The chosen site was the mine El Chiflón del Diablo (roughly, “The Devil’s Avalanche”) that, following its closure, now functions as a tourist site. In the mine one can still see parts of the set for the film Sub-Terra, shot on site, all of which is now undergoing a process of ruinification and re-conversion to other uses under the supervision of the miners.

To enter the space where “Estadio Chile, III” is staged, one needs to wear a hard hat with an attached lamp, and then descend in the cage that once transported the miners to their workplace in the subsoil of the mine under the sea.

Once at the bottom, the head lanterns are lit, giving the spectator the vision of a Cyclops. The first blurred referents are the loss of daylight and the glimmering of the chiaroscuro that slowly recondition the perception of darkness and humidity to give way to hearing as the dominant sense.

The history of Rosenfeld’s videographic work is brought in through the incorporation of the audio from some of her earlier videos as sound. The spectator attends a sonic occupation; yesterday’s voices of the miners’ activities are interrupted by symbolic sounds, operating like another form of knowledge. The accommodation of the senses ends when we are asked to turn off the lanterns, producing a darkness and absence of reference that coincides with the silence of the audio.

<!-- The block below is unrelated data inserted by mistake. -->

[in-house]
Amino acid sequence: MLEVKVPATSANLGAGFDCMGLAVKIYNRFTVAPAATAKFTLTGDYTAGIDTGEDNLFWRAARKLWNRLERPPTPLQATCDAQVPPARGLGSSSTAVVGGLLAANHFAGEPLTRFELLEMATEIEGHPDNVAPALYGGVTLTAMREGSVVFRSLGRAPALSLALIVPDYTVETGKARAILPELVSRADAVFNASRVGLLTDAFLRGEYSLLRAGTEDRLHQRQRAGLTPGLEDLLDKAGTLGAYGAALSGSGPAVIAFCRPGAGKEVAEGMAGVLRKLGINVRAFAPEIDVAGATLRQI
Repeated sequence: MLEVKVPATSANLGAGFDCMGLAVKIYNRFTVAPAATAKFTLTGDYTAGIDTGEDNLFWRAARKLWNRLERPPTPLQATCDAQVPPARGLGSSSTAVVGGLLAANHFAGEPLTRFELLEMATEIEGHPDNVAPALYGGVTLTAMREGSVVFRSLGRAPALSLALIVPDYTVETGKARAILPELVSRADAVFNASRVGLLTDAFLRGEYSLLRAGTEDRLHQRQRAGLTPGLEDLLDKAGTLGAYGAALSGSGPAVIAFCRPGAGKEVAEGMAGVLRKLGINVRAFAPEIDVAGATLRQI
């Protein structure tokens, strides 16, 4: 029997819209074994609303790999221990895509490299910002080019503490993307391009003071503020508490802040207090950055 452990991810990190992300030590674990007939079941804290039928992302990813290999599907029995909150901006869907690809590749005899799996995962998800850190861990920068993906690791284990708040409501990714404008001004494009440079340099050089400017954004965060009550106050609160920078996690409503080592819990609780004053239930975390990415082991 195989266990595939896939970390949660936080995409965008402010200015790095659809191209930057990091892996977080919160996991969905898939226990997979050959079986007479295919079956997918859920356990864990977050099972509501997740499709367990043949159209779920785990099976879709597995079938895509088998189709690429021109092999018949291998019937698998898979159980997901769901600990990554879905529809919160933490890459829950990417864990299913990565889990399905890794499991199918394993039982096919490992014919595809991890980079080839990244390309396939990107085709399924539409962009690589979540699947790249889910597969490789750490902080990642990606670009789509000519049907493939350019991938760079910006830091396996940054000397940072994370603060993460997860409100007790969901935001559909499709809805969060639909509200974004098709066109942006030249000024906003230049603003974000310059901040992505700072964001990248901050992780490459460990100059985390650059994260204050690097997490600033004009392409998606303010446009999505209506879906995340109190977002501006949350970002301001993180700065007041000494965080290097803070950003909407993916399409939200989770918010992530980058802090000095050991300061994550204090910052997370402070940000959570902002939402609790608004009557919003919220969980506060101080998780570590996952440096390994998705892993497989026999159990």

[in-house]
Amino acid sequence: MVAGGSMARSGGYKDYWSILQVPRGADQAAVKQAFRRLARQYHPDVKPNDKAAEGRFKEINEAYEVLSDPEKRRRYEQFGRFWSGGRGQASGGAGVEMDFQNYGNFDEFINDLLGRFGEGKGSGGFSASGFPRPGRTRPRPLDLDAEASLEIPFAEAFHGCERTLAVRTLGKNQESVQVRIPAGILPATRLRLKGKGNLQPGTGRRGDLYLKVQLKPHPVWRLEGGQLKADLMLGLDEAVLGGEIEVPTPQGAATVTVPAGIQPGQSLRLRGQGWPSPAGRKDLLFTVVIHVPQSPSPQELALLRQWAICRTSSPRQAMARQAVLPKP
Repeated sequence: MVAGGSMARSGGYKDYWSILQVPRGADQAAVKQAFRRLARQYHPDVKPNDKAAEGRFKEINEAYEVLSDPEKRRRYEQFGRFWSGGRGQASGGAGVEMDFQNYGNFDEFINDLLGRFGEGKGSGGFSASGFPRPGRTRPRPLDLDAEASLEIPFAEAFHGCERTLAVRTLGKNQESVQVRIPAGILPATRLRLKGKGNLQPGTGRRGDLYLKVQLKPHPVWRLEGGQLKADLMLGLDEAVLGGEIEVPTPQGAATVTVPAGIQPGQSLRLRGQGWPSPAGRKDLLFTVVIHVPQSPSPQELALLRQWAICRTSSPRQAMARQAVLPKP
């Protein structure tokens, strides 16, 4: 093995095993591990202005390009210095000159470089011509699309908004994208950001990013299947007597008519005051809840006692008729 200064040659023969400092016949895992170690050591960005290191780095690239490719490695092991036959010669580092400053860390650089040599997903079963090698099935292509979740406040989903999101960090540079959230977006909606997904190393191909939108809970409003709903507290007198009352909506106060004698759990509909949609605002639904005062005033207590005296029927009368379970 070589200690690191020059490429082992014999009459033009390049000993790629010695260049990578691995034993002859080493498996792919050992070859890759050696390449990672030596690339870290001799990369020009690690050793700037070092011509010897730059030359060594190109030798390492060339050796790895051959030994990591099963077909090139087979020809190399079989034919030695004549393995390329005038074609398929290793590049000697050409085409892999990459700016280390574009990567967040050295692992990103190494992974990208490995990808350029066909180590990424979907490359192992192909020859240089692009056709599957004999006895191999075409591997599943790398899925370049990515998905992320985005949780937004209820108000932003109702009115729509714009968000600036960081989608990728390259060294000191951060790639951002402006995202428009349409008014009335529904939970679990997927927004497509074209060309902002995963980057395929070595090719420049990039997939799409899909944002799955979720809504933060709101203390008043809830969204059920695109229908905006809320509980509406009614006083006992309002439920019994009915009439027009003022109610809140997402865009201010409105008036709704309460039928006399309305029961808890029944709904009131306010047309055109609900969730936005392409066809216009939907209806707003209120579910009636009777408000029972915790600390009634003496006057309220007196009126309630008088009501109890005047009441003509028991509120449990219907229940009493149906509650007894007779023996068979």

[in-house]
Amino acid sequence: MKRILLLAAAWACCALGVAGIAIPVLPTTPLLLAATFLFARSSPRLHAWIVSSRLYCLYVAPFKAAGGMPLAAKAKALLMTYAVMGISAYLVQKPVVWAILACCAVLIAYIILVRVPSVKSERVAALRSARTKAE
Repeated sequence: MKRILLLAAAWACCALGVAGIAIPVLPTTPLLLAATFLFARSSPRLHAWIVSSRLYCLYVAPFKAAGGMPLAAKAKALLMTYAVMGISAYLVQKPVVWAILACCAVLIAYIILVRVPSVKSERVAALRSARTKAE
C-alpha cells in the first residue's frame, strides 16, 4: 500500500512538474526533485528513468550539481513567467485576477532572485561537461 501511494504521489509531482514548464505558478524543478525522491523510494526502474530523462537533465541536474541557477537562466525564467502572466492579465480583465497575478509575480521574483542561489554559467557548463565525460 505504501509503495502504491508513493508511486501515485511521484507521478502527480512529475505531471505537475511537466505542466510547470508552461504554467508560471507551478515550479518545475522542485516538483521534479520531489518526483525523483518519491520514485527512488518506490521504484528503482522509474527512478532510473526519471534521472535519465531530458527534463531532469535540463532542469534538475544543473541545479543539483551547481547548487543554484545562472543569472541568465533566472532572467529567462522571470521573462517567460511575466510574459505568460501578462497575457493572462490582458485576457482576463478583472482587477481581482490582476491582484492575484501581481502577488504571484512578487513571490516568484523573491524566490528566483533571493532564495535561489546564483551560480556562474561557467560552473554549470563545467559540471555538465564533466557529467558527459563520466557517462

The blindness is compensated by the signs of breathing and by the unconscious fumbling in search of support, provoking the emergence of mental images from our personal archive.

The return of the Cyclops’ vision is regained in silence and recollection as we return to the cage zone, and as we share first impressions. As noted elsewhere, it was a referential deformation that made me then recall the title of José Balmes’ exhibit, “Lota, el Silencio” (Lota, the Silence, 1997), which made total sense to me from the experience. With the passing of time, I have re-read Baldomero Lillo’s stories that serve to evoke images of this journey and as a primary source for the interpretation of Rosenfeld’s work.


In “Estadio Chile I, II, III,” Rosenfeld produces her occupations in the logic of the making-of. Through recycling and by recontextualizing her work, she puts the archive of her videography in motion. The making-of functions as a metaphor since the spectator ideally has heard more than seen, thus generating an interpretative system different from the images that he already understands.